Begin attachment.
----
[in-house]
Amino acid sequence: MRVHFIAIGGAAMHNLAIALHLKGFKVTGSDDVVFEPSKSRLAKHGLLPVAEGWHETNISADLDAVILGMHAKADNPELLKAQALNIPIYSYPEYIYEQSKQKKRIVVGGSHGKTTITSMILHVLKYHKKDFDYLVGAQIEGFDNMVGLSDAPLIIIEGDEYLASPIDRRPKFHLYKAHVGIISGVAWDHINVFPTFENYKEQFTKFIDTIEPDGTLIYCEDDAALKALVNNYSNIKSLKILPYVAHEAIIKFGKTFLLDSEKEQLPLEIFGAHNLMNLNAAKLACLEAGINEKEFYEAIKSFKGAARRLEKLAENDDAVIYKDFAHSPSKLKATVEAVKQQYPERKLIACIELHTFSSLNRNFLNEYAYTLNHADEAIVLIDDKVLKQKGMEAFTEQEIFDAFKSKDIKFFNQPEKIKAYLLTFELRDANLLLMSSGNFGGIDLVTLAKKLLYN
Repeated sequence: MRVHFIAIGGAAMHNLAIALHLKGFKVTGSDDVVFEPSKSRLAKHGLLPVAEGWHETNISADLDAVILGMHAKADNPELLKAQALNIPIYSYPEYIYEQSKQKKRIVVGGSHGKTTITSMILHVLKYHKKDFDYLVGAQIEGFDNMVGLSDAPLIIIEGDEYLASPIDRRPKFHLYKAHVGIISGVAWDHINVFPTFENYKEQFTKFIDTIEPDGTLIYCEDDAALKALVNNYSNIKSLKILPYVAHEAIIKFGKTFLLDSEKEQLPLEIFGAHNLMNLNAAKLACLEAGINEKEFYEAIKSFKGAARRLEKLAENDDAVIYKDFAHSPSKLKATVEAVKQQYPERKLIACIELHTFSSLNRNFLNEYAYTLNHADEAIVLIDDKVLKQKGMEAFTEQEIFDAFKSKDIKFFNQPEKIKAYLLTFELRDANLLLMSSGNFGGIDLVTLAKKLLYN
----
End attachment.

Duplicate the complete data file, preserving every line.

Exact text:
[in-house]
Amino acid sequence: MRVHFIAIGGAAMHNLAIALHLKGFKVTGSDDVVFEPSKSRLAKHGLLPVAEGWHETNISADLDAVILGMHAKADNPELLKAQALNIPIYSYPEYIYEQSKQKKRIVVGGSHGKTTITSMILHVLKYHKKDFDYLVGAQIEGFDNMVGLSDAPLIIIEGDEYLASPIDRRPKFHLYKAHVGIISGVAWDHINVFPTFENYKEQFTKFIDTIEPDGTLIYCEDDAALKALVNNYSNIKSLKILPYVAHEAIIKFGKTFLLDSEKEQLPLEIFGAHNLMNLNAAKLACLEAGINEKEFYEAIKSFKGAARRLEKLAENDDAVIYKDFAHSPSKLKATVEAVKQQYPERKLIACIELHTFSSLNRNFLNEYAYTLNHADEAIVLIDDKVLKQKGMEAFTEQEIFDAFKSKDIKFFNQPEKIKAYLLTFELRDANLLLMSSGNFGGIDLVTLAKKLLYN
Repeated sequence: MRVHFIAIGGAAMHNLAIALHLKGFKVTGSDDVVFEPSKSRLAKHGLLPVAEGWHETNISADLDAVILGMHAKADNPELLKAQALNIPIYSYPEYIYEQSKQKKRIVVGGSHGKTTITSMILHVLKYHKKDFDYLVGAQIEGFDNMVGLSDAPLIIIEGDEYLASPIDRRPKFHLYKAHVGIISGVAWDHINVFPTFENYKEQFTKFIDTIEPDGTLIYCEDDAALKALVNNYSNIKSLKILPYVAHEAIIKFGKTFLLDSEKEQLPLEIFGAHNLMNLNAAKLACLEAGINEKEFYEAIKSFKGAARRLEKLAENDDAVIYKDFAHSPSKLKATVEAVKQQYPERKLIACIELHTFSSLNRNFLNEYAYTLNHADEAIVLIDDKVLKQKGMEAFTEQEIFDAFKSKDIKFFNQPEKIKAYLLTFELRDANLLLMSSGNFGGIDLVTLAKKLLYN